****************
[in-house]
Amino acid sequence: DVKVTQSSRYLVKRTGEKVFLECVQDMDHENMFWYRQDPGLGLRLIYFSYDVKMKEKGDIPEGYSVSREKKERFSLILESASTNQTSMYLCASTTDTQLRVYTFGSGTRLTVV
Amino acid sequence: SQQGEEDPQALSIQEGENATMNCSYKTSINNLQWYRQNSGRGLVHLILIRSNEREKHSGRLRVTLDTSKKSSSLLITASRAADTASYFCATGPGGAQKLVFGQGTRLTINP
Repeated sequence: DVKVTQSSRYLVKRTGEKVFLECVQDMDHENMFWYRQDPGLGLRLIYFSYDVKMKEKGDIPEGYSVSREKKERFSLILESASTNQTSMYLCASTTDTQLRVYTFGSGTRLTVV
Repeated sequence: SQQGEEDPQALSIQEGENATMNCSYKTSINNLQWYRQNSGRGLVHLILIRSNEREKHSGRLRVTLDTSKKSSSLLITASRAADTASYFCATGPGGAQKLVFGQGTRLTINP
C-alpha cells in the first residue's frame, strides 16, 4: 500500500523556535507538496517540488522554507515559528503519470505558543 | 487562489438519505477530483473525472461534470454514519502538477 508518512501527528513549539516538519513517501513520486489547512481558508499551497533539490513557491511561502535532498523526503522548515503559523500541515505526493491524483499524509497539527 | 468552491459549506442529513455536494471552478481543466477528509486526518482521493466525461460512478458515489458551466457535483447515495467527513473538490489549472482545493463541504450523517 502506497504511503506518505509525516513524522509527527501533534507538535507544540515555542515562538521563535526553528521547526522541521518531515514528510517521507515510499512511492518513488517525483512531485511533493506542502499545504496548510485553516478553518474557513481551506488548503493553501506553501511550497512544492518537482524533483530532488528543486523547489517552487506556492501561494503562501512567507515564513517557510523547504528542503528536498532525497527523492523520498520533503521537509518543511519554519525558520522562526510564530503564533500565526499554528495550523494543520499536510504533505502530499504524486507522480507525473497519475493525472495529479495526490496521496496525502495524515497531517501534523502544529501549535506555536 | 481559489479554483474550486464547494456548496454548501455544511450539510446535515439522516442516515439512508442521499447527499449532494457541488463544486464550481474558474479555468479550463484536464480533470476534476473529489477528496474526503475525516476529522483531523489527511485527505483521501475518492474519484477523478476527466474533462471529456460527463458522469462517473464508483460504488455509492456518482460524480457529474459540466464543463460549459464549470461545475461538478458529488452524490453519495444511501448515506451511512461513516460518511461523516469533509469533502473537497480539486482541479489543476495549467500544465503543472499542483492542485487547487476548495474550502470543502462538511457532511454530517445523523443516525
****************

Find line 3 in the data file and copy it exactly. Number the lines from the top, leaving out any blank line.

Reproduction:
Amino acid sequence: SQQGEEDPQALSIQEGENATMNCSYKTSINNLQWYRQNSGRGLVHLILIRSNEREKHSGRLRVTLDTSKKSSSLLITASRAADTASYFCATGPGGAQKLVFGQGTRLTINP